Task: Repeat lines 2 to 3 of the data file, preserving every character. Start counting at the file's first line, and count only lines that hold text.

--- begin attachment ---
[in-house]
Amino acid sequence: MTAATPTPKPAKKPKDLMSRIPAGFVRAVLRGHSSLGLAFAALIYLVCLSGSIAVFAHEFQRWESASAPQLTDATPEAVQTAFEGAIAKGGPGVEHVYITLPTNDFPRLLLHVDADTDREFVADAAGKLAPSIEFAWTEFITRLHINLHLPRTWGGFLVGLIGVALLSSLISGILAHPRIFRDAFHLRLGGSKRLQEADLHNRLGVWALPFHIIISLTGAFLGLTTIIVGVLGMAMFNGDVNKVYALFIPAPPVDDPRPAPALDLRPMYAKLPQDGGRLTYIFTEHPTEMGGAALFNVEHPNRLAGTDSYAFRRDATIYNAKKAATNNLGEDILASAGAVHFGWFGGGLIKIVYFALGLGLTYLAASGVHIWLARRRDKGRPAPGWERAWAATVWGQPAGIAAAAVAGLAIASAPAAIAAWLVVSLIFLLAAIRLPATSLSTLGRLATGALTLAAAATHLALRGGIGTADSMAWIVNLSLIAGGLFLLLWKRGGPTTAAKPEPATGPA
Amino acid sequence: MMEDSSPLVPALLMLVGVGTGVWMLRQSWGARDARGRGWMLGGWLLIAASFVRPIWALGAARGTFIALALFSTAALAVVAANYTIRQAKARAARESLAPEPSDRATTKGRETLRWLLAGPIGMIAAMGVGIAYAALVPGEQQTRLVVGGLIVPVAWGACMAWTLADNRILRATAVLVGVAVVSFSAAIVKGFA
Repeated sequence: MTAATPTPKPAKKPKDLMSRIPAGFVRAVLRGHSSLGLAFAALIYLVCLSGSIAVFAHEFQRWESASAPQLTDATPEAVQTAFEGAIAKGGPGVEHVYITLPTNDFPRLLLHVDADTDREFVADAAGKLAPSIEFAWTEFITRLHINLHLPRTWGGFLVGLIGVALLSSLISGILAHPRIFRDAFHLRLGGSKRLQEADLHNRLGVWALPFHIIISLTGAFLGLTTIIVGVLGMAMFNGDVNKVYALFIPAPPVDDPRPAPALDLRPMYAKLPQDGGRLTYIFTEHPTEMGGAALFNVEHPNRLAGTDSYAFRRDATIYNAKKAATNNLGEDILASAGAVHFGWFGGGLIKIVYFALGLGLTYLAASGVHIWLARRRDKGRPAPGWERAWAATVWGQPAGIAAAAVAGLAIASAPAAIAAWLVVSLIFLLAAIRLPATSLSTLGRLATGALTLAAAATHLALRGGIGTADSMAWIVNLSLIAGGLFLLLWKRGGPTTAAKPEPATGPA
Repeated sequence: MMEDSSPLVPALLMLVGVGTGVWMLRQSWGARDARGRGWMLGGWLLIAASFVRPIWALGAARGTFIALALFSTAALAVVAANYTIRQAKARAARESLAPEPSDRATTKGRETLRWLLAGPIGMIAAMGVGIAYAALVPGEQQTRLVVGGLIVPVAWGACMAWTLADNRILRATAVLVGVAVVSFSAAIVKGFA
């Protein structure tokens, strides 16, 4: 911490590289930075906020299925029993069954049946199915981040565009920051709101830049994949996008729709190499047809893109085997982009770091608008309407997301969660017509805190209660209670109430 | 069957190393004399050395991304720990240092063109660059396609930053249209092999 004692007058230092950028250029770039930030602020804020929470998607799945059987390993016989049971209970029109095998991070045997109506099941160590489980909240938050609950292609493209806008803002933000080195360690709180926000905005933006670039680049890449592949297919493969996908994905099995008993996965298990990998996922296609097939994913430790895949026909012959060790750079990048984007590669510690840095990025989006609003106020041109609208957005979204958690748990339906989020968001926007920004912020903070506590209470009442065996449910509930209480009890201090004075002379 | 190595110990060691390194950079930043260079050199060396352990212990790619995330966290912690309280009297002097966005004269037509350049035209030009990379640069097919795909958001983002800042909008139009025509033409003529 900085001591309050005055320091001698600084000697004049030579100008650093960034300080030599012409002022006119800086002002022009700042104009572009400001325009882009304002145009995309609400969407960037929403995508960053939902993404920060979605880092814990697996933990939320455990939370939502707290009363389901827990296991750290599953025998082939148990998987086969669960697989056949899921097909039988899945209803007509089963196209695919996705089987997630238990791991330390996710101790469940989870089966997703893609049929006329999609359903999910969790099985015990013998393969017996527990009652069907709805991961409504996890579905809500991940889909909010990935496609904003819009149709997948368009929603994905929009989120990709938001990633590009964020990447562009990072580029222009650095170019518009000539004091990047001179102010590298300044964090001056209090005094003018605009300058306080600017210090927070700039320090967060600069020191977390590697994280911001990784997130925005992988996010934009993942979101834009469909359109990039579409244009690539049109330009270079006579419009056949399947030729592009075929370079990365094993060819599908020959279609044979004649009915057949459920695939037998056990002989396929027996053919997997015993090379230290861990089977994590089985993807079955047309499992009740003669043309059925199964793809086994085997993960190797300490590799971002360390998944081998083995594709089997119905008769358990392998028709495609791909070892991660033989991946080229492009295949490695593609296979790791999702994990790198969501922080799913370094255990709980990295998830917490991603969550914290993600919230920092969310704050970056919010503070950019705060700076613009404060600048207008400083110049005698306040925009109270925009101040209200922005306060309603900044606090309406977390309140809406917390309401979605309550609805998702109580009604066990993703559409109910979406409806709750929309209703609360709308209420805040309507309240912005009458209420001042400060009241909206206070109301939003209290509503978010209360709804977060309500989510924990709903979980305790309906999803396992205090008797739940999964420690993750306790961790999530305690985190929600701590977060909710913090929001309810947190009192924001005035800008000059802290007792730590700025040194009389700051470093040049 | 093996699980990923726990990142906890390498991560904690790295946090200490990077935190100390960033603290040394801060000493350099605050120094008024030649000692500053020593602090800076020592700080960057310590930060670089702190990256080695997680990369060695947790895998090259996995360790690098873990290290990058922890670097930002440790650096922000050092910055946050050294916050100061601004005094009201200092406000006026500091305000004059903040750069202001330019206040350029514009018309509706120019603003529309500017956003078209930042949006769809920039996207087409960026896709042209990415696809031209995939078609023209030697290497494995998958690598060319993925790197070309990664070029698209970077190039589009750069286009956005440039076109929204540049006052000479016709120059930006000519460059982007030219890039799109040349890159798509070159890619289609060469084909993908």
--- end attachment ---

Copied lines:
Amino acid sequence: MTAATPTPKPAKKPKDLMSRIPAGFVRAVLRGHSSLGLAFAALIYLVCLSGSIAVFAHEFQRWESASAPQLTDATPEAVQTAFEGAIAKGGPGVEHVYITLPTNDFPRLLLHVDADTDREFVADAAGKLAPSIEFAWTEFITRLHINLHLPRTWGGFLVGLIGVALLSSLISGILAHPRIFRDAFHLRLGGSKRLQEADLHNRLGVWALPFHIIISLTGAFLGLTTIIVGVLGMAMFNGDVNKVYALFIPAPPVDDPRPAPALDLRPMYAKLPQDGGRLTYIFTEHPTEMGGAALFNVEHPNRLAGTDSYAFRRDATIYNAKKAATNNLGEDILASAGAVHFGWFGGGLIKIVYFALGLGLTYLAASGVHIWLARRRDKGRPAPGWERAWAATVWGQPAGIAAAAVAGLAIASAPAAIAAWLVVSLIFLLAAIRLPATSLSTLGRLATGALTLAAAATHLALRGGIGTADSMAWIVNLSLIAGGLFLLLWKRGGPTTAAKPEPATGPA
Amino acid sequence: MMEDSSPLVPALLMLVGVGTGVWMLRQSWGARDARGRGWMLGGWLLIAASFVRPIWALGAARGTFIALALFSTAALAVVAANYTIRQAKARAARESLAPEPSDRATTKGRETLRWLLAGPIGMIAAMGVGIAYAALVPGEQQTRLVVGGLIVPVAWGACMAWTLADNRILRATAVLVGVAVVSFSAAIVKGFA